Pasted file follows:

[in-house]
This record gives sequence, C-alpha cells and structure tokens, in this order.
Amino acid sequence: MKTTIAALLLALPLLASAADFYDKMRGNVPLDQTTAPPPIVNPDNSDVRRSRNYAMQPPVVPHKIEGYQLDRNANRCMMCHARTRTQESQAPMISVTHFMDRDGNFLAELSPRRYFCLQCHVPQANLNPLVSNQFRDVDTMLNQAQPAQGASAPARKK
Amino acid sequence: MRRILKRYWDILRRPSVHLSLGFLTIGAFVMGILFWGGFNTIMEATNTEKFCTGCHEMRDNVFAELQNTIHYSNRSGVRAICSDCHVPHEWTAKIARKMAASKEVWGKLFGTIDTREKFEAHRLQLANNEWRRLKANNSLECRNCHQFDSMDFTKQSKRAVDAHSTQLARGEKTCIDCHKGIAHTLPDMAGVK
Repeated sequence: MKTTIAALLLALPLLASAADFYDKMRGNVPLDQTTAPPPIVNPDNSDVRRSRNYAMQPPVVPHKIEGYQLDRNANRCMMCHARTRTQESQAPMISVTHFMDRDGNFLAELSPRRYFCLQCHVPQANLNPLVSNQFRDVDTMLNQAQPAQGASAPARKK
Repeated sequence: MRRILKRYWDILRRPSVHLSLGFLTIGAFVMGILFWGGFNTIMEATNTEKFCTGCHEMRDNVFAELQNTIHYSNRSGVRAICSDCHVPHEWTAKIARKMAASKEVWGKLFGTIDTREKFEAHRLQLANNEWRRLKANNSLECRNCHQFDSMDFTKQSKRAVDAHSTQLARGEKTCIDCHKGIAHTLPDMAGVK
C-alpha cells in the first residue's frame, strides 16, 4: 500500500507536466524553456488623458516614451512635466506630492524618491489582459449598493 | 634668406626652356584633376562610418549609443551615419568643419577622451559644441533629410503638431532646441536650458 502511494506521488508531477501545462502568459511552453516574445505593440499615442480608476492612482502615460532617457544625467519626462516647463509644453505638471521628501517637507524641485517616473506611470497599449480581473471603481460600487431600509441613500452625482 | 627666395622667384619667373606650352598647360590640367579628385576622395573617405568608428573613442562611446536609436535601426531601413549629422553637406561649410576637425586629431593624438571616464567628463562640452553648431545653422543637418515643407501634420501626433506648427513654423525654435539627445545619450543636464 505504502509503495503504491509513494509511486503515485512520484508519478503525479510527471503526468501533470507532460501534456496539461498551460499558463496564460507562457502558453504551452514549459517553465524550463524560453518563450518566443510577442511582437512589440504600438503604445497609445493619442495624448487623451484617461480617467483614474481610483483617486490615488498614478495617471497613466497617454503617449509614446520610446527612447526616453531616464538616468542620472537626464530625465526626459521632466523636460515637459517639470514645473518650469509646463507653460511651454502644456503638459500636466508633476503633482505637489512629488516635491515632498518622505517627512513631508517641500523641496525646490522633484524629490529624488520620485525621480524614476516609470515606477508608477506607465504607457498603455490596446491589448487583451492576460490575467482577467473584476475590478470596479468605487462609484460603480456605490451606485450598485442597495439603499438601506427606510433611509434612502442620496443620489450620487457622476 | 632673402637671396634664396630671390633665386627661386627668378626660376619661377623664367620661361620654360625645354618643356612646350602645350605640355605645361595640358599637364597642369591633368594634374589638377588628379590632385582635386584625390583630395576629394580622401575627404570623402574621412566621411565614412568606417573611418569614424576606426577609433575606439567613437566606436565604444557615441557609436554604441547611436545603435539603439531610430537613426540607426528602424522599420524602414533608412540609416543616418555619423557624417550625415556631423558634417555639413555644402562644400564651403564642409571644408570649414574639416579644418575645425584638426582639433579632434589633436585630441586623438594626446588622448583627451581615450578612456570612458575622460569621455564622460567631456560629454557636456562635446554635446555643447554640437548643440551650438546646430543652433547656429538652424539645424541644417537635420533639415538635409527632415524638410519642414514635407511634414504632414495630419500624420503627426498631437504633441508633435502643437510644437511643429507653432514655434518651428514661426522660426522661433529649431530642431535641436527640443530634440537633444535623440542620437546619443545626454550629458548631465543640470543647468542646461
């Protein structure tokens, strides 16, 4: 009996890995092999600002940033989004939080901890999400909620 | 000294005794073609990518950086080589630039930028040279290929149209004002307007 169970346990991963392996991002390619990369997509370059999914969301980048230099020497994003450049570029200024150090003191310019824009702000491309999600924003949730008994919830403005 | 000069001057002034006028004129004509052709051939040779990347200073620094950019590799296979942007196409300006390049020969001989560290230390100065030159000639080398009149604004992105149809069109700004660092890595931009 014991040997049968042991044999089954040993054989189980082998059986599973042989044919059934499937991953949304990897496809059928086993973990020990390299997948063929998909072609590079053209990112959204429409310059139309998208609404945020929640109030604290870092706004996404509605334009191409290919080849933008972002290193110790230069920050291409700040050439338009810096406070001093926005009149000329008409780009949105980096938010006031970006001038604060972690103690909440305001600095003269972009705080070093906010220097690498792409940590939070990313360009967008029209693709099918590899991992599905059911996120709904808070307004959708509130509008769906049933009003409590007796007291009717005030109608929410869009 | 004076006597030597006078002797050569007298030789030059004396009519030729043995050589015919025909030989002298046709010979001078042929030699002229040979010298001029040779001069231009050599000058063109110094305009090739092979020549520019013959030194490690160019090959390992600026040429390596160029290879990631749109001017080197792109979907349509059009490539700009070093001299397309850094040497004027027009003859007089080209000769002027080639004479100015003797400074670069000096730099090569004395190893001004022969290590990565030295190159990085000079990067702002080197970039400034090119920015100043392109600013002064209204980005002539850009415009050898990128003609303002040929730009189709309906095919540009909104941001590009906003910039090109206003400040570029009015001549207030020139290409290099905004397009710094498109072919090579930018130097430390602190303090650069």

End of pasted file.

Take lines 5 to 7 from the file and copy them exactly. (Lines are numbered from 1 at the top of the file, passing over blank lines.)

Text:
Repeated sequence: MKTTIAALLLALPLLASAADFYDKMRGNVPLDQTTAPPPIVNPDNSDVRRSRNYAMQPPVVPHKIEGYQLDRNANRCMMCHARTRTQESQAPMISVTHFMDRDGNFLAELSPRRYFCLQCHVPQANLNPLVSNQFRDVDTMLNQAQPAQGASAPARKK
Repeated sequence: MRRILKRYWDILRRPSVHLSLGFLTIGAFVMGILFWGGFNTIMEATNTEKFCTGCHEMRDNVFAELQNTIHYSNRSGVRAICSDCHVPHEWTAKIARKMAASKEVWGKLFGTIDTREKFEAHRLQLANNEWRRLKANNSLECRNCHQFDSMDFTKQSKRAVDAHSTQLARGEKTCIDCHKGIAHTLPDMAGVK
C-alpha cells in the first residue's frame, strides 16, 4: 500500500507536466524553456488623458516614451512635466506630492524618491489582459449598493 | 634668406626652356584633376562610418549609443551615419568643419577622451559644441533629410503638431532646441536650458 502511494506521488508531477501545462502568459511552453516574445505593440499615442480608476492612482502615460532617457544625467519626462516647463509644453505638471521628501517637507524641485517616473506611470497599449480581473471603481460600487431600509441613500452625482 | 627666395622667384619667373606650352598647360590640367579628385576622395573617405568608428573613442562611446536609436535601426531601413549629422553637406561649410576637425586629431593624438571616464567628463562640452553648431545653422543637418515643407501634420501626433506648427513654423525654435539627445545619450543636464 505504502509503495503504491509513494509511486503515485512520484508519478503525479510527471503526468501533470507532460501534456496539461498551460499558463496564460507562457502558453504551452514549459517553465524550463524560453518563450518566443510577442511582437512589440504600438503604445497609445493619442495624448487623451484617461480617467483614474481610483483617486490615488498614478495617471497613466497617454503617449509614446520610446527612447526616453531616464538616468542620472537626464530625465526626459521632466523636460515637459517639470514645473518650469509646463507653460511651454502644456503638459500636466508633476503633482505637489512629488516635491515632498518622505517627512513631508517641500523641496525646490522633484524629490529624488520620485525621480524614476516609470515606477508608477506607465504607457498603455490596446491589448487583451492576460490575467482577467473584476475590478470596479468605487462609484460603480456605490451606485450598485442597495439603499438601506427606510433611509434612502442620496443620489450620487457622476 | 632673402637671396634664396630671390633665386627661386627668378626660376619661377623664367620661361620654360625645354618643356612646350602645350605640355605645361595640358599637364597642369591633368594634374589638377588628379590632385582635386584625390583630395576629394580622401575627404570623402574621412566621411565614412568606417573611418569614424576606426577609433575606439567613437566606436565604444557615441557609436554604441547611436545603435539603439531610430537613426540607426528602424522599420524602414533608412540609416543616418555619423557624417550625415556631423558634417555639413555644402562644400564651403564642409571644408570649414574639416579644418575645425584638426582639433579632434589633436585630441586623438594626446588622448583627451581615450578612456570612458575622460569621455564622460567631456560629454557636456562635446554635446555643447554640437548643440551650438546646430543652433547656429538652424539645424541644417537635420533639415538635409527632415524638410519642414514635407511634414504632414495630419500624420503627426498631437504633441508633435502643437510644437511643429507653432514655434518651428514661426522660426522661433529649431530642431535641436527640443530634440537633444535623440542620437546619443545626454550629458548631465543640470543647468542646461